Results. The results of this initiative were seen immediately. Increased awareness among plant personnel regarding emergency procedures and regulations has produced the following benefits:

  • Enhance communication and cooperation among plant personnel.

  • Enhance and expedited handling in the management of emergency-response incidents and countermeasures.

  • Self-assurance of operations personnel in charge of an incident-command organization regarding reporting requirements and activation compliance during an emergency scenario.

  • Timely submittal of reports in accordance with regulatory requirements.

Project participants:

Damaris Negron, environmental compliance manager
Pedro Martinez, health and safety manager
Oscar Cedeno, PE, LNG terminal manager
Adolfo Antompietri, operations manager
Carlos Reyes, PE, general manager of operations 

Thermal integration of the combined cycle and LNG terminal to accommodate increased vaporization capacity

Challenge. Ours is one of few powerplants in the world with an integrated liquefied natural gas (LNG) terminal. It is one of only 10 land-based terminals within US borders. The combined-cycle plant produces 16% of Puerto Rico’s electricity, which is sold to the Puerto Rico Electric Power Authority (Prepa).

Since COD in March 2000, LNG had been used solely to fuel EcoElectrica’s 507-MW combined cycle. The original LNG re-gasification system consists of two vaporizers and a closed-cycle heating system with a working fluid of 50/50 glycol/water.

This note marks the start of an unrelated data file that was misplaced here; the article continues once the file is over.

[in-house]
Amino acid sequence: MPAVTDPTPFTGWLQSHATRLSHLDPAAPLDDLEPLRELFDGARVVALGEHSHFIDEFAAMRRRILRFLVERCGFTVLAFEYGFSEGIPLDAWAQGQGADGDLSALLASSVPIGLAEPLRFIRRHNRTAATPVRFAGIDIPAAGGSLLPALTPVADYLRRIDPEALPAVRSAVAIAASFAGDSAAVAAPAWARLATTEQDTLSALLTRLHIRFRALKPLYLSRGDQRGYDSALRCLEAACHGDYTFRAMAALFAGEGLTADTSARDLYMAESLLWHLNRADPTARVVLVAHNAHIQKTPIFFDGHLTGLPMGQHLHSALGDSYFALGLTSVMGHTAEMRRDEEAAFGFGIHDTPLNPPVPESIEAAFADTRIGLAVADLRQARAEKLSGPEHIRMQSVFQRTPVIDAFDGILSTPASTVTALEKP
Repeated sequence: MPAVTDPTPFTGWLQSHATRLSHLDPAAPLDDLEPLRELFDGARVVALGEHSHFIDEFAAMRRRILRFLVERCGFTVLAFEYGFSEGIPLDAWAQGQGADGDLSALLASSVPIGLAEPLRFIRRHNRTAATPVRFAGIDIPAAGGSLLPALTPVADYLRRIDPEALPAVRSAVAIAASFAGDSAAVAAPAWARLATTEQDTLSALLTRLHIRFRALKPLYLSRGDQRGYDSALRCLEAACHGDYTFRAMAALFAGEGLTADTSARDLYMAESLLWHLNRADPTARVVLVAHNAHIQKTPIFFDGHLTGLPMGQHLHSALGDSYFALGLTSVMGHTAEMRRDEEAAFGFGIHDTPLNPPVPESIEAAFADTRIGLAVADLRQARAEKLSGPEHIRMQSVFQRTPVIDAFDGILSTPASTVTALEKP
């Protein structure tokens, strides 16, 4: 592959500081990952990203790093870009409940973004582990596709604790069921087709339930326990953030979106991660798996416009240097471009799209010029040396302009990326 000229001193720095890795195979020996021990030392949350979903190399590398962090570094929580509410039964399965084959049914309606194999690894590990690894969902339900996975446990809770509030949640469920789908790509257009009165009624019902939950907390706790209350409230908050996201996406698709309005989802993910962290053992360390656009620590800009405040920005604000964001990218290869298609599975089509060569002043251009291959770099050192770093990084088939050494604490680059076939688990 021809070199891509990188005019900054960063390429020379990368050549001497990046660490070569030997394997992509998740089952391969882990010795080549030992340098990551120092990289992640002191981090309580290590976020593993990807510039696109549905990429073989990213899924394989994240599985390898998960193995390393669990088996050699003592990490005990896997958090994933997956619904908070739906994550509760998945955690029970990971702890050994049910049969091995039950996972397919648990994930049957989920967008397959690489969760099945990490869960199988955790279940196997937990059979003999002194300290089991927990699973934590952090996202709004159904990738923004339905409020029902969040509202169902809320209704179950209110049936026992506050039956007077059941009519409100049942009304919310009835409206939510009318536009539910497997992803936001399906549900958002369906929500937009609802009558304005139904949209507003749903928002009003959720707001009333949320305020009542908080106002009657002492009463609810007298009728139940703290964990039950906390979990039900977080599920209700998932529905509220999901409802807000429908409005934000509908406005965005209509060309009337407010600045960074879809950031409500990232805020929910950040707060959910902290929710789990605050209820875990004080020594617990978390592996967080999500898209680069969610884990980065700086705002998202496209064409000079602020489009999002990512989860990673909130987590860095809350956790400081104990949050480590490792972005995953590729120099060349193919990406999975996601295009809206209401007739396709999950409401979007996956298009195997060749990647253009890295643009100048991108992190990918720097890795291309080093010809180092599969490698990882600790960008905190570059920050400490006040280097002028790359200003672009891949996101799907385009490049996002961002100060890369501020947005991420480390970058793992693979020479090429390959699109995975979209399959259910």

The glycol solution circulates through the gas turbine inlet chillers, and through the heat exchangers and vaporizers to complete the thermal circuit. The original LNG regasification design (Fig 2, unshaded area) boosted the gas turbine’s thermal performance by lowering the combustion air temperature by approximately 15 deg F.

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The design to increase regasification capacity was undertaken in 2010 to supply neighboring Prepa’s Costa Sur Power Plant with natural gas, given Prepa’s intent to modify its two nominal 410-MW conventional steam units at Costa Sur from burning oil No. 6 to dual fuel.

The challenge for EcoElectrica’s engineering team was to dispatch natural gas to Prepa in a safe and reliable manner, while maintaining or improving efficiency at the combined-cycle plant and the LNG terminal.

Solution. EcoElectrica’s technical team worked closely with project design engineers to provide insight into plant operations. Among several regasification technologies considered—including open rack seawater, submerged flame combustion, etc—the team and design engineers opted to use a side stream of the existing seawater intake to the cooling tower as a source of heat for vaporization.